He was not the same after that. Hank suggested a daily dose of medication and a stronger one. Fortunately, the medication went generic so it was finally affordable. Meanwhile, I was casting about to figure out why I still felt like a dishrag months after cancer treatment was over. Foxy and I seemed once again to be going through a similar passage. We had both slowed down a lot and were having a tough time getting better. We’d manage only very short walks together at first, and have to sleep for the rest of the day afterward. Gradually, we managed to get up to about two miles, but I noticed that, for the first time in fifteen years of having a tough time keeping up with Foxy, Foxy was now having a difficult time keeping up with me. When one of my cats, Foxy’s pal Chloe, died shortly after my first post-cancer Christmas, he didn’t know what to do with himself for weeks. He became restless at night, and more needy. Walking together, connected by his leash, became a chore, only good for short walks near the house. The only way our differing cadences wouldn’t bother us both was if I took him to an old cemetery by the river where he could walk off leash as slowly as he wanted, while I trotted along trying to get some endurance back. Foxy had always been the one to literally run circles around me. For every mile I walked, he’d run about three, coming back to find me after going off on a tangent. Now our roles were reversed, and it was I who had to double back and go find him poking along. We visited Hank; we tried a different arthritis medication, different supplements. And steadily, inexorably, Foxy continued to slow down.
The Big Decision began to loom. I kept wanting to ignore it, but I knew that I needed to pay attention, to begin to observe Foxy as objectively as I could, to assess whether he was really getting enough joy out of life to outweigh his decreasing mobility. Then the ugly nights started. At least once a week, Foxy would have a night when no matter what he or I did, he could not get comfortable. It would take him a heart-breakingly long time to lower his hind quarters down on the bed. And only a few minutes after he had settled down, he’d be up again, sometimes standing for several minutes longer than he’d been lying down, whimpering softly, looking at me and sometimes yapping out loud in frustration. I’d get up, I’d help him off the bed and through the kitchen so he wouldn’t skid and fall on the slippery wood floor, then half-carry him down the four steps and guide him to the back door and out. As likely as not, he didn’t need to pee, and he’d just amble to a corner of the patio and stop at a flower pot or a chair, unable to figure out how to get around it. After a few minutes, I’d go out and guide him all the way back. On the ugly nights, this would repeat itself several times until one night, at 3:00 a.m., after he’d woken me up several times, I cried my eyes out in desperation, knowing it was time, maybe past time. His pain was never gone, no matter what I gave him. He was beginning to show signs of a kind of canine dementia. He never came to greet me at the door anymore when I came home. He was not the Foxy I knew. He was an old, tired, suffering dog, and I couldn’t make him all better.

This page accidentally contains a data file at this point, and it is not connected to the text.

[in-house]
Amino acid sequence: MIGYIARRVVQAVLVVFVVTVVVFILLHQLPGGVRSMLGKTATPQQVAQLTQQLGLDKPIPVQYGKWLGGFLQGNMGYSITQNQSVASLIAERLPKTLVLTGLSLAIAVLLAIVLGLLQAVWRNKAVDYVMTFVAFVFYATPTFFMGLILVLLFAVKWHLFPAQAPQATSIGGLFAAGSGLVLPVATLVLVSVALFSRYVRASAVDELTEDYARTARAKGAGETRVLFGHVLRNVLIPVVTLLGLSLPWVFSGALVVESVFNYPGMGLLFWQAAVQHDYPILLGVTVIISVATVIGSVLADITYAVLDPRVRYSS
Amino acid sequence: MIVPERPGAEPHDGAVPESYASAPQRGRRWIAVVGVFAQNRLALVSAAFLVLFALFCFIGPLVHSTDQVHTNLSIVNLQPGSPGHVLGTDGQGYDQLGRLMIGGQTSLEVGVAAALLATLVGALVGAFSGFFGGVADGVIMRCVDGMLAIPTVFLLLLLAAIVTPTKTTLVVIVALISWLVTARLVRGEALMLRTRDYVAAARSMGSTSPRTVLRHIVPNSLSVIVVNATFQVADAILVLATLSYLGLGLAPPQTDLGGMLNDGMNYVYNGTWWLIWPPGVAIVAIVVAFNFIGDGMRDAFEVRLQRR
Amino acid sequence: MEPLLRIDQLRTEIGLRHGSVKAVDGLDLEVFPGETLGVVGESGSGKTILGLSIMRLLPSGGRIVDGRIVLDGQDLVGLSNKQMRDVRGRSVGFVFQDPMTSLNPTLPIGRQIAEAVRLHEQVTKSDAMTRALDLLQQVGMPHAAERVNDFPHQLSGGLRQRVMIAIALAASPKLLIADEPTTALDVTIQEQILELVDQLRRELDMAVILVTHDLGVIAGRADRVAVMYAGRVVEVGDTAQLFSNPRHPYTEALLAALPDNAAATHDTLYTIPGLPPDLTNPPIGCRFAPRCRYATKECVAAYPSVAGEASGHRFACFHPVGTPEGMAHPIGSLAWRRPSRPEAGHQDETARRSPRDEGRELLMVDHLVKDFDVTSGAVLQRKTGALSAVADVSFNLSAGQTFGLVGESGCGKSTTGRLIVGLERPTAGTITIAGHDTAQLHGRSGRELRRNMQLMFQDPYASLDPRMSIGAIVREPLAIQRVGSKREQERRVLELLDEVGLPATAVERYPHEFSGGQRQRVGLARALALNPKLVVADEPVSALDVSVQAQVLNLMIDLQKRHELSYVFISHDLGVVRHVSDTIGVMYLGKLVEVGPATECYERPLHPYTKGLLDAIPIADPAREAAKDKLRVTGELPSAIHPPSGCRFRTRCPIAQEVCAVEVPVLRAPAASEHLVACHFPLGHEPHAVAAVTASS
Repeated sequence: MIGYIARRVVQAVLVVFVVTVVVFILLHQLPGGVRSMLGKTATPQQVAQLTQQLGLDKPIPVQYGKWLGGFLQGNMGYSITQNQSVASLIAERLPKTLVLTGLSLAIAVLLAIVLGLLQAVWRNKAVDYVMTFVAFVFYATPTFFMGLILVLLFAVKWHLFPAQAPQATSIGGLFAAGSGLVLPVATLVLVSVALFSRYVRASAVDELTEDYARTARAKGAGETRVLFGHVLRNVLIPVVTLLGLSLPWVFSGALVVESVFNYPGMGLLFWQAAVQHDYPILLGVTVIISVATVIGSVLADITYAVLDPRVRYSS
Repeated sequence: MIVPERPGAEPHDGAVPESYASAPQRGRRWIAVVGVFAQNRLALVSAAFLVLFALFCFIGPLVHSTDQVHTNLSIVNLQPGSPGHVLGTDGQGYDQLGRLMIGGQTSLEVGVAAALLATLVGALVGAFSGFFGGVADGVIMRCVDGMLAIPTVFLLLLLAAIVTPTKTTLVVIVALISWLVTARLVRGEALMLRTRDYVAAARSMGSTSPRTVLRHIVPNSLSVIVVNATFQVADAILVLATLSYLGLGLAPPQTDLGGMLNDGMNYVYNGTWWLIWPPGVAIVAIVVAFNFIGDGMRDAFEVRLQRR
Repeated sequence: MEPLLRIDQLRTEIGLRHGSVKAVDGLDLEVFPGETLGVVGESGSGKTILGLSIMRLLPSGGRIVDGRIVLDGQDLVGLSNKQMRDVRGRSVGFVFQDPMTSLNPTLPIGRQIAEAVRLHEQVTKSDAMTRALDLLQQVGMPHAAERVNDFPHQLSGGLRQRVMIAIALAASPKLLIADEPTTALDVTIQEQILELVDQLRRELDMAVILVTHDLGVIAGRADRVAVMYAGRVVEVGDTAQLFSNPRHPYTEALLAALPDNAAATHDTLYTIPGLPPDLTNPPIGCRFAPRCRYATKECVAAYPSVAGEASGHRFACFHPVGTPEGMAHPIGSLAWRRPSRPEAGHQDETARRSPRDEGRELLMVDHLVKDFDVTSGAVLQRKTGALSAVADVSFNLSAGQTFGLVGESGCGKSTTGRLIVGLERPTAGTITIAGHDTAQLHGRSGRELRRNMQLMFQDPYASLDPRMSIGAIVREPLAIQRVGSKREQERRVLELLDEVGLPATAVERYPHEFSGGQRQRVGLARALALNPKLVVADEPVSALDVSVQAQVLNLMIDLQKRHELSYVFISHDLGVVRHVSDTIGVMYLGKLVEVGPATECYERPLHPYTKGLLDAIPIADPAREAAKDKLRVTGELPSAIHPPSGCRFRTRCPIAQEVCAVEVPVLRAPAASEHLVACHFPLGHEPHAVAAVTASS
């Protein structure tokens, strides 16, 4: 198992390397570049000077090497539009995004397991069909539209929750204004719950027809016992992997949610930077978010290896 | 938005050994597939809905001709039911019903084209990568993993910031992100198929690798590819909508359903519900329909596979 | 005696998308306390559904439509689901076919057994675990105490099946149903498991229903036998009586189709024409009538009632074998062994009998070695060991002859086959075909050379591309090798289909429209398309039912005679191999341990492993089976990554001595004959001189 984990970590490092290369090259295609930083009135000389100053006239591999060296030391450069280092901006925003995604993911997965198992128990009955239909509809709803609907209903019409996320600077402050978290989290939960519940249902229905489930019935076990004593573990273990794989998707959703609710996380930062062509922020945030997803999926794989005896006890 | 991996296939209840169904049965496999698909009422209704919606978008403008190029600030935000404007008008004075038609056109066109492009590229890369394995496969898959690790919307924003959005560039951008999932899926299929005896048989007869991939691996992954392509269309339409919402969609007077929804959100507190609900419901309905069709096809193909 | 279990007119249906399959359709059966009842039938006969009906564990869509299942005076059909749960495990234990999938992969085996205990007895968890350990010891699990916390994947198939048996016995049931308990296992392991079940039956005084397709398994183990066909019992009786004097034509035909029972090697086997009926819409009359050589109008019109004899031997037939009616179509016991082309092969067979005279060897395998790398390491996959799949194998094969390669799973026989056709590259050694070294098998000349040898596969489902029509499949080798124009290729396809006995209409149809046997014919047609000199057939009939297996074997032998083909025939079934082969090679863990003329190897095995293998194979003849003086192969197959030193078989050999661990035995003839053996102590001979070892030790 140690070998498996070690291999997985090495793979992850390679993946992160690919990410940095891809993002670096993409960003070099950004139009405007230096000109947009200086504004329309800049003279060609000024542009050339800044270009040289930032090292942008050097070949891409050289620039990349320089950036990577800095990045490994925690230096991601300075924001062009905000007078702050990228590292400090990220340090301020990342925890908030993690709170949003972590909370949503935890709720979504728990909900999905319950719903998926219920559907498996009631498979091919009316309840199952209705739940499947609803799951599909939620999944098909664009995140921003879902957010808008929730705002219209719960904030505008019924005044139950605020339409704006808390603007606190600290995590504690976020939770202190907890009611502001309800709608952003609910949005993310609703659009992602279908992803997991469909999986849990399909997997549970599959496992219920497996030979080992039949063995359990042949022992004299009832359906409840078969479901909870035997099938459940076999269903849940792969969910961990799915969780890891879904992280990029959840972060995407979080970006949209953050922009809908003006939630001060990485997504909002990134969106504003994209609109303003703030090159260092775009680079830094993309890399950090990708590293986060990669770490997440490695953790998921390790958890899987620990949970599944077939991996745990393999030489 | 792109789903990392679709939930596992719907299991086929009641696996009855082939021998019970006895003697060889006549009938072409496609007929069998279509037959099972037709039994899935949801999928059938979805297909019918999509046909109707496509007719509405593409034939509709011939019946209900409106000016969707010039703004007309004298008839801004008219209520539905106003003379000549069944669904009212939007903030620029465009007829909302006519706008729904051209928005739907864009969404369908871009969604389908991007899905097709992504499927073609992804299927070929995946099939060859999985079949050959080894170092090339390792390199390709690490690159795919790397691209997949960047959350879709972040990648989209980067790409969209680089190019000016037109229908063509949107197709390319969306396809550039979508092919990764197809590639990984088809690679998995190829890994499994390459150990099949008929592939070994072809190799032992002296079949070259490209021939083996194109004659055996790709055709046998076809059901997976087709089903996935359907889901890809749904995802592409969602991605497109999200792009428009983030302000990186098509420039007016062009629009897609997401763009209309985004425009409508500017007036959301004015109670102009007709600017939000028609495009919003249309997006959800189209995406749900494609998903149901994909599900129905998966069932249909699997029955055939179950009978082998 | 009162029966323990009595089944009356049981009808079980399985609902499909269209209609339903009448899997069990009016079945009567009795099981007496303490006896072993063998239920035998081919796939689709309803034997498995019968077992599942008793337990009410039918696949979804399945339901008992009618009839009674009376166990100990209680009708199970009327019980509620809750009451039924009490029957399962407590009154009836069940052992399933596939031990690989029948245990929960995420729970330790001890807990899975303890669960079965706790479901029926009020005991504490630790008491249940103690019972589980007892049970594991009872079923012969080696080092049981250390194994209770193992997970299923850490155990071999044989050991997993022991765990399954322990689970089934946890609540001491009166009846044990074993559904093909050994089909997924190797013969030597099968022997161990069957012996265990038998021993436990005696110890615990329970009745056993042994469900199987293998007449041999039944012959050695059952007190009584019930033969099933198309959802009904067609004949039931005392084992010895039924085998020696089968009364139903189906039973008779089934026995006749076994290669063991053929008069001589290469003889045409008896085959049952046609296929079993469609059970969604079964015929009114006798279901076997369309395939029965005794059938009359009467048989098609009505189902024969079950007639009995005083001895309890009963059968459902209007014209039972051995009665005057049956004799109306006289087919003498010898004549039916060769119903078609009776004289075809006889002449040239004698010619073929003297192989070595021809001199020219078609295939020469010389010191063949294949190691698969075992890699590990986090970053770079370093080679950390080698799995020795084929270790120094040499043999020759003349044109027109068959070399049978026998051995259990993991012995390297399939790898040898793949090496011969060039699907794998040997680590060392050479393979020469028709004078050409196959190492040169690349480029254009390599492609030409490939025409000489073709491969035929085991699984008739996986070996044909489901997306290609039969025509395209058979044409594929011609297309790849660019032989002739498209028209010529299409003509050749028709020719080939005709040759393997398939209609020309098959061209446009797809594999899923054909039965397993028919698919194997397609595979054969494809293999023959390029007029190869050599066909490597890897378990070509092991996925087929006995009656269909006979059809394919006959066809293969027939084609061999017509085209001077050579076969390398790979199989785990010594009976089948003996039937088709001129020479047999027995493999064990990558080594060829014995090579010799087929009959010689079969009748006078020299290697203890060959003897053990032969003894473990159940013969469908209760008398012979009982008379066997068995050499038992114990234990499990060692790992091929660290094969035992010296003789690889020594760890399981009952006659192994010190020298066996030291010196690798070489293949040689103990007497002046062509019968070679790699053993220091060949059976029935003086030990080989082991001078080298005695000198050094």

The ride to Hank’s office seems both too short and too long at once. But at last, we arrive for Foxy’s last appointment, and I am happy to see that my favorite vet tech, Theresa, whom I’ve known now for close to 20 years, is there and will be helping us. My friend Jenny arrives a short time later, so she can keep me company afterward, as Hank is getting set up. Foxy can’t stand up on the treatment table without his feet sliding out from under him, so Theresa gets an old blanket, and I help him lie down. I have my arms around him, cradling his head and stroking his side. Hank gives him a relaxant first, so that he will be comfortable and restful when he administers the drug to euthanize him. I am chattering and goofy, which is unlike me, and I realize it’s my nerves. I shut up and lean over to be closer to Foxy. Hank begins the final drug, which is a pink, translucent liquid. Suddenly I think about all the cats that Foxy has outlived, his pals Velcro, Lucky and Chloe. I tell him that soon he will get to see them again, and that undoes me. I choke up, missing all of them, reliving the loss of all of them, as Hank checks Foxy’s heart with a stethoscope. “His heart has stopped,” he says quietly. I lean over and kiss him on my favorite spot, the middle of the soft, flat bridge of his nose. “He’s gone to the Rainbow Bridge,” I think someone says. I look at him, limp in my arms, and I know instantly I’ve done the right thing. I cry. I am shattered, relieved, numb, exhausted and lightened, all at the same time. And I know that Foxy and I have finally found peace again.